The peak of Jiří Kačer’s output is the distinctive synthesis of two important and yet opposing viewpoints which appeared in post-war sculpture. The first of these is the phenomenon of the International Sculpture Symposia, which were created in 1959 by the Austrian sculptor Karl Prantl (here we would remind ourselves that Kačer also established and for several years organised the important symposium entitled Sculptural Encounters, based in Přední Kopanina), which fundamentally contributed to the rehabilitation of stone as a modern sculptural material. Prantl thought up not only his own form of symposium as a working meeting, but also promoted a certain type of symposium sculpture. Such sculpture was to be of an abstract character after the example of the cultic prototypes of the menhir, throne and commemorative stela. The sculptor should continue to work with the natural qualities of the stone, be these aesthetic, physical (since he realised the sculpture himself in accordance with the principle of taille directe) or content-related in the hieratical sense of the word.
The second source of Kačer’s inspiration is the figurative tradition. On the one hand this was Italian, specifically the classically rooted sculpture of Giacomo Manzu, an exhibition of whose work in Prague in 1973 had a powerful effect on Kačer, and on the other pop art, especially the work of the American sculptor Georges Segal, also seen from a Czech perspective as being related to the arrival of new figuration. Above all Jan Hendrych was important to Kačer, whom he had already assisted during his studies in Hořice while the former was chiselling his sculptures. However, he soon abandoned the full-volume sculpture of Segal-inspired character (Marcela, 1981, Back 1983) and moved over to relief, which became his main means of expression. Even his completely three-dimensional sculptures are based on the effect of relief-structured surfaces. The first stone reliefs still evoke body imprints (Back, 1983, Imprint, 1985), which was again an important theme in Czech new figuration (Eva Kmentová). In other sculptures the physicality disappears and the structure of the imprint begins to be reminiscent of architectural fragments or more often enlarged fossils of prehistoric anthropods. This represents the perfect intersection of two basic natural principles: the organic (animals, irregular forms) and anorganic (stone, the skeletons of animals, geometric structure), and thus the contradiction in terms of a “fingerprint in stone” is directly given voice. These sculptures are often intended to lean against something and the artist installs them using the same method by which renaissance tombs are presented in a lapidarium.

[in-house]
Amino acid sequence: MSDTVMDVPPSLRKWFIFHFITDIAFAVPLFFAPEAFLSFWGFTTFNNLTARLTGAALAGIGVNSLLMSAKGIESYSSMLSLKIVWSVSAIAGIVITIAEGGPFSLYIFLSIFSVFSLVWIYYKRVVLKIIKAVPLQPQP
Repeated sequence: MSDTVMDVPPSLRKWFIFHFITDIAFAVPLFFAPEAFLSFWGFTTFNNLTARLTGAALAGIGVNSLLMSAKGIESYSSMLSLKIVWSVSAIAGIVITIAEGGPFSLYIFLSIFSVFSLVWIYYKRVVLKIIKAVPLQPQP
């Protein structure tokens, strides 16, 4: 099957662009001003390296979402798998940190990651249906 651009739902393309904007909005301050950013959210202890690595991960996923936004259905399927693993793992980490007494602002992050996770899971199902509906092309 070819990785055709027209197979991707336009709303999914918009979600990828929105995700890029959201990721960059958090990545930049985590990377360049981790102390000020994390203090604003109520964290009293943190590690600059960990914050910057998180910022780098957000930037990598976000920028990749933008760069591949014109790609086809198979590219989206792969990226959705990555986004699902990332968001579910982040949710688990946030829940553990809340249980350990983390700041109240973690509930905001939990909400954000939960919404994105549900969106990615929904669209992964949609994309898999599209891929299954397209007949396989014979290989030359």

Magdalena Juříková, text katalogu výstavy Jiří Kačer, Nová síň, Praha, 1993
Peter Paszkiewicz a kol., text katalogu k sochařskému sympoziu Cotangens, Donau, Linz, 1994, s. 27–26
Peter Paszkiewicz a kol., text katalogu k sympoziu Serpentin – Steinbildhauer – Symposium,
Prägraten am Grossvenediger, 1999, s. 12–15.
Magdalena Juříková, text katalogu výstavy Česká kamenná skulptura 90. let,
exteriéry Pražského hradu, Praha, 2000
Peter Paszkiewicz a kol., text katalogu k sochařskému sympoziu Schüttkasten Klement 2000,
Klement, 2000, s. 18–21
Magdalena Juříková, Sochař a kámen. Kámen, 2001, č. III, 7. ročník
Jaroslav Vanča, text katalogu výstavy Jiné kameny Jiřího Kačera – Fragmentární tvary a ucelené myšlenky
Jiřího Kačera, Městské muzeum Hořice v Podkrkonoší, 2001
Magdalena Juříková, text katalogu výstavy Jiné kameny Jiřího Kačera,
Městské muzeum Hořice v Podkrkonoší, 2001
Ivan Neumann, Svědkové trvání, sochařská tvorba Jiřího Kačera. Prostor, Zlín, 2003, č. 2, 10. ročník, s. 18–21
Kateřina Vozárová, Sochařské setkání Při zdi 2003 – Uherský Brod. Prostor Zlín, 2003, č. 2, 10. ročník, s. 22–23
Magdalena Juříková, text katalogu akce Kameny a hvězdy, astronomický ústav AVČR, Praha, 2004
Pavlína Pyšná, Sochařské setkání Při zdi 2005 – Sochařské setkání v Uherském Brodě.
Prostor Zlín, 2006, č. 1, 13. ročník, s. 21–23